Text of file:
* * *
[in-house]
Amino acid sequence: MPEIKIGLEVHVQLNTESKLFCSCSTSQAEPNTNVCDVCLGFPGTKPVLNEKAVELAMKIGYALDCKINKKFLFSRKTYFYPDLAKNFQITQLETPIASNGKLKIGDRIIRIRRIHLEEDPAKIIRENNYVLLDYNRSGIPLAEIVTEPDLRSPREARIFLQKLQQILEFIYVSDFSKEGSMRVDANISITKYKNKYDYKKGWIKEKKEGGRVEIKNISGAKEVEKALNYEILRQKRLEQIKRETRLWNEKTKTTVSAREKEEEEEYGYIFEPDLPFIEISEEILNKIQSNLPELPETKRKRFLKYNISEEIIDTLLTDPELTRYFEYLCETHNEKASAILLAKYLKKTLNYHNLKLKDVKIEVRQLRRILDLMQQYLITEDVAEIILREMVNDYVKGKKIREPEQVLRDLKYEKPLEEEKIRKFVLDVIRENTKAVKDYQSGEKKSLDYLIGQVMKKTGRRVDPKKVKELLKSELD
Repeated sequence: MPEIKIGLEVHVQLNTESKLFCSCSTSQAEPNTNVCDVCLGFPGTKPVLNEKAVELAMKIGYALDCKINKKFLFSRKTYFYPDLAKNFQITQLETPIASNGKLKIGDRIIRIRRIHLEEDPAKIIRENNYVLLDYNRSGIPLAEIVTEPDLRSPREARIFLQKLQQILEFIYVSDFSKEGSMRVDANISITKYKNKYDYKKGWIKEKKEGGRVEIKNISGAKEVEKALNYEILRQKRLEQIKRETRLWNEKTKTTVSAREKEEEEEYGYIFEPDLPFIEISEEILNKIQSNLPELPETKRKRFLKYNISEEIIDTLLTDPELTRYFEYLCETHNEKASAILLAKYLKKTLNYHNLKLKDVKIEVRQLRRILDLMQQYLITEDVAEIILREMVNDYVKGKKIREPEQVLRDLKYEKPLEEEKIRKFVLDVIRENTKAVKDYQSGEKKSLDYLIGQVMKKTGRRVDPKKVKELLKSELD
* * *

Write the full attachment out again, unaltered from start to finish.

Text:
[in-house]
Amino acid sequence: MPEIKIGLEVHVQLNTESKLFCSCSTSQAEPNTNVCDVCLGFPGTKPVLNEKAVELAMKIGYALDCKINKKFLFSRKTYFYPDLAKNFQITQLETPIASNGKLKIGDRIIRIRRIHLEEDPAKIIRENNYVLLDYNRSGIPLAEIVTEPDLRSPREARIFLQKLQQILEFIYVSDFSKEGSMRVDANISITKYKNKYDYKKGWIKEKKEGGRVEIKNISGAKEVEKALNYEILRQKRLEQIKRETRLWNEKTKTTVSAREKEEEEEYGYIFEPDLPFIEISEEILNKIQSNLPELPETKRKRFLKYNISEEIIDTLLTDPELTRYFEYLCETHNEKASAILLAKYLKKTLNYHNLKLKDVKIEVRQLRRILDLMQQYLITEDVAEIILREMVNDYVKGKKIREPEQVLRDLKYEKPLEEEKIRKFVLDVIRENTKAVKDYQSGEKKSLDYLIGQVMKKTGRRVDPKKVKELLKSELD
Repeated sequence: MPEIKIGLEVHVQLNTESKLFCSCSTSQAEPNTNVCDVCLGFPGTKPVLNEKAVELAMKIGYALDCKINKKFLFSRKTYFYPDLAKNFQITQLETPIASNGKLKIGDRIIRIRRIHLEEDPAKIIRENNYVLLDYNRSGIPLAEIVTEPDLRSPREARIFLQKLQQILEFIYVSDFSKEGSMRVDANISITKYKNKYDYKKGWIKEKKEGGRVEIKNISGAKEVEKALNYEILRQKRLEQIKRETRLWNEKTKTTVSAREKEEEEEYGYIFEPDLPFIEISEEILNKIQSNLPELPETKRKRFLKYNISEEIIDTLLTDPELTRYFEYLCETHNEKASAILLAKYLKKTLNYHNLKLKDVKIEVRQLRRILDLMQQYLITEDVAEIILREMVNDYVKGKKIREPEQVLRDLKYEKPLEEEKIRKFVLDVIRENTKAVKDYQSGEKKSLDYLIGQVMKKTGRRVDPKKVKELLKSELD